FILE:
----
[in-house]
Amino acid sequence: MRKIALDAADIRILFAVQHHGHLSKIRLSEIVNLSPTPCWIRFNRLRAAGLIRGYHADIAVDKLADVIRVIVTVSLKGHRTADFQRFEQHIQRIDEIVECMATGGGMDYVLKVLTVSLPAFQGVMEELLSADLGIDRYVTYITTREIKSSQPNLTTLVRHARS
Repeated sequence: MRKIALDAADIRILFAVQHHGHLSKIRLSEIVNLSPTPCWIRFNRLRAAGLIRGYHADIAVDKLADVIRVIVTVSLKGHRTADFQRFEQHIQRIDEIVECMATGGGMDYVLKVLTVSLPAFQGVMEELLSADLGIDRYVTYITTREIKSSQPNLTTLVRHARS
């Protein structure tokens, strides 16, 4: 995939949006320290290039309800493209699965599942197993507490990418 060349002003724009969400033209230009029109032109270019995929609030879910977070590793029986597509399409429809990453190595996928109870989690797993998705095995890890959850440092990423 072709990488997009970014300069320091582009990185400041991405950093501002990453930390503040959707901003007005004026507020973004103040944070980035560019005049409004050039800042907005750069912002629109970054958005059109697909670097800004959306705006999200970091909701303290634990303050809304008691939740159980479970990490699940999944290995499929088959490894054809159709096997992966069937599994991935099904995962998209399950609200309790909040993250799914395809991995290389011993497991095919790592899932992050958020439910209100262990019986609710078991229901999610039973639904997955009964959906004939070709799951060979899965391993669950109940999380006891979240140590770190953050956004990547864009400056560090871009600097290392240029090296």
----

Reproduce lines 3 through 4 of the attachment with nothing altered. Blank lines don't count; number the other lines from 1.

Repeated sequence: MRKIALDAADIRILFAVQHHGHLSKIRLSEIVNLSPTPCWIRFNRLRAAGLIRGYHADIAVDKLADVIRVIVTVSLKGHRTADFQRFEQHIQRIDEIVECMATGGGMDYVLKVLTVSLPAFQGVMEELLSADLGIDRYVTYITTREIKSSQPNLTTLVRHARS
């Protein structure tokens, strides 16, 4: 995939949006320290290039309800493209699965599942197993507490990418 060349002003724009969400033209230009029109032109270019995929609030879910977070590793029986597509399409429809990453190595996928109870989690797993998705095995890890959850440092990423 072709990488997009970014300069320091582009990185400041991405950093501002990453930390503040959707901003007005004026507020973004103040944070980035560019005049409004050039800042907005750069912002629109970054958005059109697909670097800004959306705006999200970091909701303290634990303050809304008691939740159980479970990490699940999944290995499929088959490894054809159709096997992966069937599994991935099904995962998209399950609200309790909040993250799914395809991995290389011993497991095919790592899932992050958020439910209100262990019986609710078991229901999610039973639904997955009964959906004939070709799951060979899965391993669950109940999380006891979240140590770190953050956004990547864009400056560090871009600097290392240029090296």